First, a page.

In this profession he had showed himself clever, eloquent, and honorable, and always ready to defend the poor and weak against the rich. It was the reputation thus gained which first made him prominent in political affairs. Once raised to absolute power for life, Francia quickly began to show his innate qualities.

In connection with the peculiar type of melancholy exhibited on the face of Botticelli's Madonna, it will be of interest to refer to the work of Francia. The two artists were, in some points, kindred spirits; both felt the burden of life's mystery and sorrow. Francia, as we have seen, imbibed from the works of Perugino something of the spirit of mysticism common to the Umbrian school.

A fourteenth-century Dante lies open, with coloured pictures: the poet very short on one page and very tall on the next, and Virgil, at his side, very like Christ. A Relazione della Morte de Anna Regina de Francia, a fifteenth-century work, has a curious picture of the queen's burial.

Now it came to pass that Francia, being desirous of greater glory, and having known Andrea Mantegna and many other painters who had gained wealth and honours by their art, determined to try whether he could succeed in that part of painting which had to do with colour; his drawing was already such that it could well bear comparison with theirs.

Compelling the bishop of Asuncion to resign on account of senile debility, Francia himself assumed the episcopal office. Even intermarriage among the old colonial families he prohibited, so as to reduce all to a common social level. He attained his object. Paraguay became a quiet state, whatever might be said of its neighbors!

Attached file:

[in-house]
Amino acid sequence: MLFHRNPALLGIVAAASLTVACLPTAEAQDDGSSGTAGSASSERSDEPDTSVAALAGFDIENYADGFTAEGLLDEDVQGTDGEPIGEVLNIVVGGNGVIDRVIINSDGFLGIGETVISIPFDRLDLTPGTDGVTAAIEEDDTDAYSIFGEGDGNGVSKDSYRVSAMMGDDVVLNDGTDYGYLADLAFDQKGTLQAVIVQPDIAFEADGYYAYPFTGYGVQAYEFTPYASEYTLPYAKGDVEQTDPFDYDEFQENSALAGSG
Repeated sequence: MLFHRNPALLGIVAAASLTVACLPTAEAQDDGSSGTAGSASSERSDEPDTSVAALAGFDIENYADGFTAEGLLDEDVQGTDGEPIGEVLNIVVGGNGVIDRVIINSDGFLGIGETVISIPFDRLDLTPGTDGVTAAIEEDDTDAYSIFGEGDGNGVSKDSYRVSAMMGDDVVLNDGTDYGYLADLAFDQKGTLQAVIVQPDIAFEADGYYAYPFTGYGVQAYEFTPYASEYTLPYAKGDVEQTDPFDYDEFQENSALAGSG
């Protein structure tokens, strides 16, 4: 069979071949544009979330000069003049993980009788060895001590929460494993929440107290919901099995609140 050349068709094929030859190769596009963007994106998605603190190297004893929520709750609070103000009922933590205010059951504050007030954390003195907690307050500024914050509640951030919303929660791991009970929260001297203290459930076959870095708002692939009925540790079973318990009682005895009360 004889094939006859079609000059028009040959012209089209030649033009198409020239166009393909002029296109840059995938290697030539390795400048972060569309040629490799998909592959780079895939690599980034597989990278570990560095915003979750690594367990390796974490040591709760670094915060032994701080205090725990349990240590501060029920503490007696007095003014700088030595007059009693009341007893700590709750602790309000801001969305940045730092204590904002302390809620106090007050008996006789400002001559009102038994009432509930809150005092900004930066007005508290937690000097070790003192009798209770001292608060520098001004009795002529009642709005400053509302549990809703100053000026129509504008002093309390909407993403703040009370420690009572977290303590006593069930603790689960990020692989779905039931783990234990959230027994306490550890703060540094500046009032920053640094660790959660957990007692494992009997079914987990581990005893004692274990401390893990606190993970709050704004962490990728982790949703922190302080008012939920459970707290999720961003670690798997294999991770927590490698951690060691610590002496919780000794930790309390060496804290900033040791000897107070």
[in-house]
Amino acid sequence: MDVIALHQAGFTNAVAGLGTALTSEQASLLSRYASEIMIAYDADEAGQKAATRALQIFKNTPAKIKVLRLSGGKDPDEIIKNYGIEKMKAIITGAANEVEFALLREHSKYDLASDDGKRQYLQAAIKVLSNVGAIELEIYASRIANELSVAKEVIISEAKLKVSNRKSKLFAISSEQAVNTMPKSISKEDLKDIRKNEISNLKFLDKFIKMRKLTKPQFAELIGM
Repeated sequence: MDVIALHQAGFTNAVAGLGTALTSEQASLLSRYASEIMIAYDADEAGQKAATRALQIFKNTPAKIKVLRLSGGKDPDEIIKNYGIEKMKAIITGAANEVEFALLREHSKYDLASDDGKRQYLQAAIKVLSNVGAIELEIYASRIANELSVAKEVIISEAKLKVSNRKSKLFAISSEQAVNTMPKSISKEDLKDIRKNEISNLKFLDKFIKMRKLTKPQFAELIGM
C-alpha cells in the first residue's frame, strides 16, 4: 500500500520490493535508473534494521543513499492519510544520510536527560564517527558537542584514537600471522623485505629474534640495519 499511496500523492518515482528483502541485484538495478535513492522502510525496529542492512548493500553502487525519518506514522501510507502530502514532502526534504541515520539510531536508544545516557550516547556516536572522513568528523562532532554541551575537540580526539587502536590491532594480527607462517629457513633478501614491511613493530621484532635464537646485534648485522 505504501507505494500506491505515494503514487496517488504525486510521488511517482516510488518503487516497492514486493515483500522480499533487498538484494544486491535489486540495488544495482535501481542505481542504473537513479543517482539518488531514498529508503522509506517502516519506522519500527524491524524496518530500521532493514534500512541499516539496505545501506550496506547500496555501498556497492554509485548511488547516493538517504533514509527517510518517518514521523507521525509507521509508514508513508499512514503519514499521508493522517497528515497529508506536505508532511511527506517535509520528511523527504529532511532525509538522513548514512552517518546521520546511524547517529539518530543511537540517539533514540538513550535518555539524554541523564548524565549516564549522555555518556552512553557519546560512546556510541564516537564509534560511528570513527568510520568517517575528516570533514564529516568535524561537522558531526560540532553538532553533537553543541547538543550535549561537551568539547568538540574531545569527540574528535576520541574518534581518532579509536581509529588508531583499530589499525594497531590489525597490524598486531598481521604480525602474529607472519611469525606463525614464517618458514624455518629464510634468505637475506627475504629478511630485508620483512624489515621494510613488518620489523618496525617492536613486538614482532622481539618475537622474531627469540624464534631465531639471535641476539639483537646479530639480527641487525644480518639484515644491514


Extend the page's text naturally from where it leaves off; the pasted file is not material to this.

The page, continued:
Francia: "Jose must have been a loose-made tawny creature, much given to taciturn reflection, probably to crying humours, with fits of vehement ill nature subject to the terriblest fits of hypochondria."

Francia, and by the death of John Sterling, loved with the love of David for Jonathan outside his own family losses, the greatest wrench in Carlyle's life.

Sometimes the enclosure is formed of a treillage or hedge of roses, as in a beautiful Virgin by Francia. Sometimes it is merely formed of stakes or palisades, as In some of the prints by Albert Durer. The victorious PALM, the Plantain "far spreading," and the Cypress pointing to heaven, are also emblems of the Virgin.

To do so a name of evil augury and ill repute must needs be introduced that of Dr Francia, Dictator of Paraguay, who for more than a quarter of a century ruled that fair land verily with a rod of iron.

He was succeeded by his son, Solano Lopez, whom we mention here simply from the fact that the war which Francia had so diligently prepared for came in his time. In 1864 the question of the true frontier of the state brought on a war in which Brazil, the Argentine Republic, and Uruguay combined to crush the little country in their midst.